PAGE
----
As we delve deeper into the work that supports a tinkering mindset and a “maker” environment, we inevitably find ourselves circling the drain of “assessment.” How do we know what students are learning? How do we evaluate student performance?Read More
This graphic by Sylvia Duckworth and George Couros (http://georgecouros.ca/blog/archives/5135) started us thinking and reflecting on our year of design to date. The three components that resonated highly with our work were instilling the empathy piece, initiating the idea of “networked” and developing the habit of resilience.Read More
"The greatest sign of success for a teacher. . . is to be able to say, 'The children are now working as if I did not exist.'" Maria Montessori
Many times when we engage in integrated learning, blended learning and/or project-based learning our focus can be solely on melding curriculum. For instance, we read a lot of articles related to the NGSS standards and the Common Core that suggest explicitly how to bundle math, writing and reading with science or social studies. Some clear advantages of bundling curriculum is it can consolidate a teacher’s time and improve student learning by diving deeper into multiple facets of learning. As we work more with students on design tech projects, we realize that the skill base we’re really interested in developing centers around fostering attributes that will help our students become fully actualized adults. Resourcefulness, empathy, curiosity and self-awareness are high on our list of qualities we stretch for when lesson planning since many of the other attributes are by design more accessible.Read More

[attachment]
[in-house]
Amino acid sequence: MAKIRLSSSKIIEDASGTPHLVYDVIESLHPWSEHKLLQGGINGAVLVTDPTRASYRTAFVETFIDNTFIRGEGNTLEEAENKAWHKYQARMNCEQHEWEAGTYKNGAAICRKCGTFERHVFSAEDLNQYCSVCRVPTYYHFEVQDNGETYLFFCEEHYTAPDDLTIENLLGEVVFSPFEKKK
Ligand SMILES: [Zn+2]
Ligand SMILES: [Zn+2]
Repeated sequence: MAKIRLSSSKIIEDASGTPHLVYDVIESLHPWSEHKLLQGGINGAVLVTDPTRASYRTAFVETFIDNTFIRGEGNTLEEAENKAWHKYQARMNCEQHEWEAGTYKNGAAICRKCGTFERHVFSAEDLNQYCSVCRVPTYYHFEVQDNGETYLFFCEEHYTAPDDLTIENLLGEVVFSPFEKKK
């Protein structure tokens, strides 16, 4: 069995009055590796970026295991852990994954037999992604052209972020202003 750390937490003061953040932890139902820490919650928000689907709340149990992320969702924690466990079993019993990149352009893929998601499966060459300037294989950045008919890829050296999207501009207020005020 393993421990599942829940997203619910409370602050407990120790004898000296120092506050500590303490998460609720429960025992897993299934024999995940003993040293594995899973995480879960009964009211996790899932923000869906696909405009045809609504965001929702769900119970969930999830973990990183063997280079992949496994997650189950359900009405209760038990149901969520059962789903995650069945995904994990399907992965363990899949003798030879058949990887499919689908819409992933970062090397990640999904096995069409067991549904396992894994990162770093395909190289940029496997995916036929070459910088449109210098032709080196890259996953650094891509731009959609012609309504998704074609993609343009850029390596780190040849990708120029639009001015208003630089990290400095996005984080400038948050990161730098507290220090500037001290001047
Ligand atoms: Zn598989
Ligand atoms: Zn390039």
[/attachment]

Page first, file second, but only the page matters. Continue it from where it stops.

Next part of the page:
We’re completely intrigued by the “Make Movement” which is redefining much of the learning terrain inside and outside of schools. The Maker Movement is infused with philosophical bits that we find fit with much of our teaching philosophy: efficacy, problem solving, collaboration, stamina, green sensibility and empowerment.
Much of the Maker Movement celebrates designing and building... just about anything.
“All children benefit from instruction, but some children need incredible amounts of careful, personal instruction, with clear and repeated demonstrations.” (Duffy, 2003; Harvey & Goudvis, 2000).
Modeling- why it’s important...what it does for students
Lately we’ve been thinking a lot about modeling and how it helps students to shape their thinking and understand the learning process. We’ve noticed that when we’re the most successful with students, we’ve put a lot of energy into intentionally modeling both the project outcomes as well as purposefully breaking down all the steps along the way.Read More
We’ve been musing a lot about design thinking lately. One of the key pieces within the design thinking process is the research or taking a deep dive into what you are doing. Finding out as much as you can about a topic or an area of interest and then zooming in on or identifying a unique problem that you can pursue further.Read More
We’ve been noticing that our design lab is already so much more successful this year than it was last and we’re wondering why. The students seem more involved in the work and at ease with the expectations. When we look across the landscape of the classroom, all of the students are engaged purposefully in the process. The classroom composite runs the usual bell curve; these students aren’t more skillful than last year’s cohort; so the question we’ve been fumbling with is WHY? What’s different?Read More